kendo: the way of the sword

Courtney Takabayashi
April 08, 2024

Steeped in Japanese culture and samurai sword arts, modern kendo isn’t necessarily about winning duels. For members of Myohoji Kendo Club in the heart of Honolulu, kendo is about perseverance, camaraderie, and more.

Lawyer by day, kendoka by night
Kendo has been an important part of Seth Harris’s life since he joined his university’s kendo club nearly three decades ago. When he moved to Hawaii for law school, he continued his training and is currently the lead instructor at Myohoji. “We have a small but growing membership,” Harris says. “The ages of the members range from 6 to 94 years old.”

Founder Rev. Eijo Ikenaga (center front) surrounded by Myohoji dojo members.

Harris enjoys learning self-discipline and camaraderie with fellow practitioners and appreciates how kendo concepts apply to daily life. “In kendo, the fundamental goal is to find an opportunity to strike without hesitation, with full intensity, and with focused attention through completion,” he says. “This mindset allowed me to measure my success not against standard metrics of monetary gain or career advancement, but in how I approach situations in life.”

Though kendo training can be an intense cardiovascular workout, there are mental health benefits, too. “Experienced kendoka (kendo practitioners) show intensity of spirit and vision gained with years of training,” Harris says. “As a result, they can properly perceive their opponent and have an advantage over someone younger, faster, and stronger who may not have the same level of self-discipline, patience, and vision.”

Elegance and focus
Shelly Kunishige’s interest in kendo started when she cheered on a friend competing in a kendo state tournament. “Kendo is very elegant to watch,” she says. She decided to give it a try and has been training since 2005.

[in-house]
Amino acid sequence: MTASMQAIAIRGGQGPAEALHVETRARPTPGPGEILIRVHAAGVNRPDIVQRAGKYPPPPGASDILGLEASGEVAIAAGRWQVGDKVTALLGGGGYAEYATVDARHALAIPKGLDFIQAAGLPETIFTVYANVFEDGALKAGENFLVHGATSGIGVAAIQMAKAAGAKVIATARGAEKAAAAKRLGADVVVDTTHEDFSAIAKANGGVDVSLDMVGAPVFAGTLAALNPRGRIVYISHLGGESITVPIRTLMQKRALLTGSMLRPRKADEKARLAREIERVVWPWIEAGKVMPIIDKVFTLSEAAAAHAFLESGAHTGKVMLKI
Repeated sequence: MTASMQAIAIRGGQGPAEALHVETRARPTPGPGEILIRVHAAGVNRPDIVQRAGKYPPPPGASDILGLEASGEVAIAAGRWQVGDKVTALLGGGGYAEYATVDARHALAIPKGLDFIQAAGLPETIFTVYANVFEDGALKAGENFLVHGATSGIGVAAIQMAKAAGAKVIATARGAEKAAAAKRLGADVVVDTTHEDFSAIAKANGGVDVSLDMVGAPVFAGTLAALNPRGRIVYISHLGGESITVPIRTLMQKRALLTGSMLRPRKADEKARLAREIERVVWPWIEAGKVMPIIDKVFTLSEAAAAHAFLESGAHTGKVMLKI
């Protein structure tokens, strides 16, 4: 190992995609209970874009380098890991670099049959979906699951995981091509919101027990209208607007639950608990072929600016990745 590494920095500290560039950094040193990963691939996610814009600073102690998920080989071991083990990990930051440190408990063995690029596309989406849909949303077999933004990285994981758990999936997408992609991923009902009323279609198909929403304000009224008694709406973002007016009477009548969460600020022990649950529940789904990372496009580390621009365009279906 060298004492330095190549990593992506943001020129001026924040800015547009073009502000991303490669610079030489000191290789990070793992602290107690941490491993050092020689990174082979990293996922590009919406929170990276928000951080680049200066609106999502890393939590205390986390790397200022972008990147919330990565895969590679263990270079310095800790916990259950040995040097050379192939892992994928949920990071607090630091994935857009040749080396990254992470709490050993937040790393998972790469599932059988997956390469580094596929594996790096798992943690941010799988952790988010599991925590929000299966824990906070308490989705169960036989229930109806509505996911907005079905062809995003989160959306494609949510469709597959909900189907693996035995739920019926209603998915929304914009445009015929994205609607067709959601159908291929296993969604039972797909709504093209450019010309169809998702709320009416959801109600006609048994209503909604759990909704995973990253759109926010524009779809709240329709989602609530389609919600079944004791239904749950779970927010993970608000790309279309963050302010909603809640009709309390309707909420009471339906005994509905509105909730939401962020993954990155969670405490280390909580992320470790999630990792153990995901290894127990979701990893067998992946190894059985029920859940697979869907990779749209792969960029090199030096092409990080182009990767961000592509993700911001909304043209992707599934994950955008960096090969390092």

Shelly Kunishige and Seth Harris giving their all during training.

Kunishige knew that finding the right dojo was important. “Kendo is an activity where you need other people to practice and grow with. I appreciated the structure of the practices at Myohoji and the sensei’s teachings,” she says. “And I made many good friends at the dojo throughout the years.”

Kunishige also values the health benefits of kendo. “It definitely helps with cardiovascular endurance and is a full-body workout,” she says. “And when you complete a hard practice, there’s a feeling of satisfaction.”

Kunishige suited up and ready for practice.

As a bonus, kendo is a family affair. “My 7-year-old will train with me when she can,” she says. “I’ve noticed that she’s more patient and focused when she practices kendo. It also helps tire her out so she gets a good night’s sleep.”

Intensity and dedication
After emergency surgery for a pituitary tumor, Michael Cueva thought about all the things he’d like to try once he recovered. “Kendo seemed interesting since it’s a weapon-based art,” he says. He also thought it would be interesting to learn about Japanese culture and be a great way to challenge himself mentally and physically.

Michael Cueva engaged in combat.

Cueva chose Myohoji because of its size and member vigor. “It was a small group of people practicing and there was an intensity about the dojo that resonated with me,” he says. “I originally went there to just observe, but the head of the dojo at the time, Rev. Eijo Ikenaga, handed me a bokken (wooden sword) and had me swinging it.” Cueva appreciated Ikenaga’s “no need to watch, just train now” attitude. “I had a blast and was happy I could start training right away,” he says.

Cueva has kept up his training for nearly 18 years. “I’ve met and trained with some great people,” he says. While kendo practice can be intense, after practice, he always feels a sense of accomplishment. “We’re in it together and we’re all there to do our best.”

Starting young
At 11 years old, Cueva’s son, Mace, is one of the youngest members of the dojo. He started practicing kendo in the second grade because he was curious about what his dad was doing. Once Mace started training, he knew kendo was for him. “It keeps me active and I enjoy hitting things,” he says. “I also learn about respect and etiquette.”

Mace Cueva training.

During one of his tournaments, Mace faced an adult opponent in the second round and won! “I did better footwork than him,” he says. “And my kiai (yell) was louder.” Though Mace lost in the next round to the person who’d go on to win the tournament, he still felt good about the experience. “I felt accomplished and had fun.”

Mace hopes that one day, his friends will join him at the dojo. “Kendo is a good art,” he says. “Since my friends are noisy, they might like yelling and swinging a shinai (bamboo sword).” 

For more information about Myohoji Mission Dojo, call (808) 398-5555 or email

Photos courtesy Rae Huo


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